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China's Efforts in IPR Protection Appreciated
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Delegates from overseas enterprises said they appreciated China's efforts in the protection of intellectual property rights (IPR) on Saturday at the Boao Forum for Asia (BFA) Annual Meeting 2006.

They also made suggestions on problems that need to be addressed by the Chinese government at the annual meeting, which kicked off on Saturday in Boao, a scenic town in South China's Hainan Province.

The United Parcel Service (UPS) had found a Chinese company which duplicated its Website and provided a transportation service under its name.

But it was immediately closed down after the company reported it to the relevant Chinese department, said Ken Torok, President of Asia Pacific Region of the UPS Singapore Pte Ltd.

He said he was quite pleased to see the progress that the Chinese government has made to protect trademarks, and he hoped that China will continue its efforts to take its IPR protection to a new level.

Kevin Wale, president and managing director of GM China group, and Andre Dallaire, CEO of Northeast Asia, Chubb Group of Insurance Companies, also praised China's progress in IPR protection.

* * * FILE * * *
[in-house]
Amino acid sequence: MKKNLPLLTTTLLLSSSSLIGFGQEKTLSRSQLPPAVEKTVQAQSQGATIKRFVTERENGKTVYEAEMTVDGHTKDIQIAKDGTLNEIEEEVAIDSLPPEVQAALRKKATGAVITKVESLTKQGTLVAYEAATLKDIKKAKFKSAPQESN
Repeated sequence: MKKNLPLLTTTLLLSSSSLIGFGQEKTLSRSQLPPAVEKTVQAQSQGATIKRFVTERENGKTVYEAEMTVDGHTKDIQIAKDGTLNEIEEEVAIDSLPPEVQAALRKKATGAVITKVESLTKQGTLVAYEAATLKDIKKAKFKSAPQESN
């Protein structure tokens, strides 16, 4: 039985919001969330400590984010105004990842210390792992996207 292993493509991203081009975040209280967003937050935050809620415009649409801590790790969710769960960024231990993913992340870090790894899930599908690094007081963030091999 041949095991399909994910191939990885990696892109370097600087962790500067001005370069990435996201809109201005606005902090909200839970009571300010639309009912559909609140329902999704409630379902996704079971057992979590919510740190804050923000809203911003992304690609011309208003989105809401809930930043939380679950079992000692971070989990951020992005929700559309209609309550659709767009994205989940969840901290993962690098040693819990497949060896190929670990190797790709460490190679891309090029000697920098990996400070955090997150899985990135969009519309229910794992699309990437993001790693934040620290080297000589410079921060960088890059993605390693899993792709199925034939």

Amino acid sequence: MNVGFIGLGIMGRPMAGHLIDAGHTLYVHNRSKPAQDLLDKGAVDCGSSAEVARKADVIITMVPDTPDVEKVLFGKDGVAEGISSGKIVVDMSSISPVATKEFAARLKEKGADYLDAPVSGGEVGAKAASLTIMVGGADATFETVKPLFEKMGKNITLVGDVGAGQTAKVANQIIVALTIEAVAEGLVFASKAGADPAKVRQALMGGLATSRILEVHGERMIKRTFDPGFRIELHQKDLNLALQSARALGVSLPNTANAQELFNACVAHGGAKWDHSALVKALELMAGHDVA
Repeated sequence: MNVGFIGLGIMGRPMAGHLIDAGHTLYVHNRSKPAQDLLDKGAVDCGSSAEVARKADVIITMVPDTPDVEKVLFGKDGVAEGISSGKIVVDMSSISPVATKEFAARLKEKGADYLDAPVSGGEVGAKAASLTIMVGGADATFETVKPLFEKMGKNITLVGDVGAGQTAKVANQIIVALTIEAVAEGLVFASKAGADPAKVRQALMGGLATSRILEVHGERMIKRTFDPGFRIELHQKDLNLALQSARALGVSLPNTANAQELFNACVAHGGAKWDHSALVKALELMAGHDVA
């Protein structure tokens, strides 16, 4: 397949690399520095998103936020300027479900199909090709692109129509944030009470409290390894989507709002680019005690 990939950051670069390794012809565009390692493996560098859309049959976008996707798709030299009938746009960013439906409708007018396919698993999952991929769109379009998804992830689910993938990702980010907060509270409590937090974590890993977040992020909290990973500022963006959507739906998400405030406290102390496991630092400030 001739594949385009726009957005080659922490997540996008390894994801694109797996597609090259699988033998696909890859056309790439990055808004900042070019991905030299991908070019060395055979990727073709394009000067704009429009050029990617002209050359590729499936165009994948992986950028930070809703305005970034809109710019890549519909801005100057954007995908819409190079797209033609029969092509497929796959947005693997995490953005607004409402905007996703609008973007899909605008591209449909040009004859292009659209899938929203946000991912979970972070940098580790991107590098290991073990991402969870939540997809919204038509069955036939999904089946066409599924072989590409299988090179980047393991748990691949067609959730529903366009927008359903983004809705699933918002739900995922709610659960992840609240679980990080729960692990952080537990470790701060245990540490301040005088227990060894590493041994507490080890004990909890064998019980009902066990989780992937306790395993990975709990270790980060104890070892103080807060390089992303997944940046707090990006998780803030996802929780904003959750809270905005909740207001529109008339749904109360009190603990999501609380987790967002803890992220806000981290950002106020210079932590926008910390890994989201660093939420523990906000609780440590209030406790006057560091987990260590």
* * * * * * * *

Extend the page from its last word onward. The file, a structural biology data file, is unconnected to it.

However, Wale noted there are still small companies and factories in some areas in China which are involved in counterfeiting products of famous brand names.

"This has affected the overall reputation of Chinese enterprises," he said, adding that more measures should be taken to crack down on the infringement of IPR across the country.

The Chinese government has taken the initiative to crack down on most of the trademark violation cases, said Li Dongsheng, deputy director of the State Administration of Industry and Commerce, while introducing the situation of the country's IPR protection.

He stressed that the whole of society should make concerted efforts alongside the government for IPR protection.

The rapid development of the Chinese economy is based on improved IPR protection, said Bo Xilai, minister of commerce, in mid-April. He said the IPR protection has already become a basic national policy and has been launched for the country's self-development.

"We have not started to provide products of IPR violation insurance in China, but we will begin to provide such services next year or in the next few years," said Dallaire. "So we're very interested in the measures of IPR protection launched by the Chinese government."

The price the IPR violators have to pay is still low in China, which is not enough to keep people away from violation, said Gong Li, chairman of greater China, Accenture Company, who also suggested that the Chinese public awareness of IPR protection need to be improved.

"The Chinese government is trying to solve those problems," said Li Dongsheng, "and the relevant departments will protect the rights of both domestic and overseas companies according to the law."

He said that the Chinese government will improve the awareness of enterprises and the public on IPR protection.

He expressed the hope that foreign enterprises will try to learn more about Chinese laws, and thus will be able to take appropriate measures to protect their rights in China.

(Xinhua News Agency April 23, 2006)

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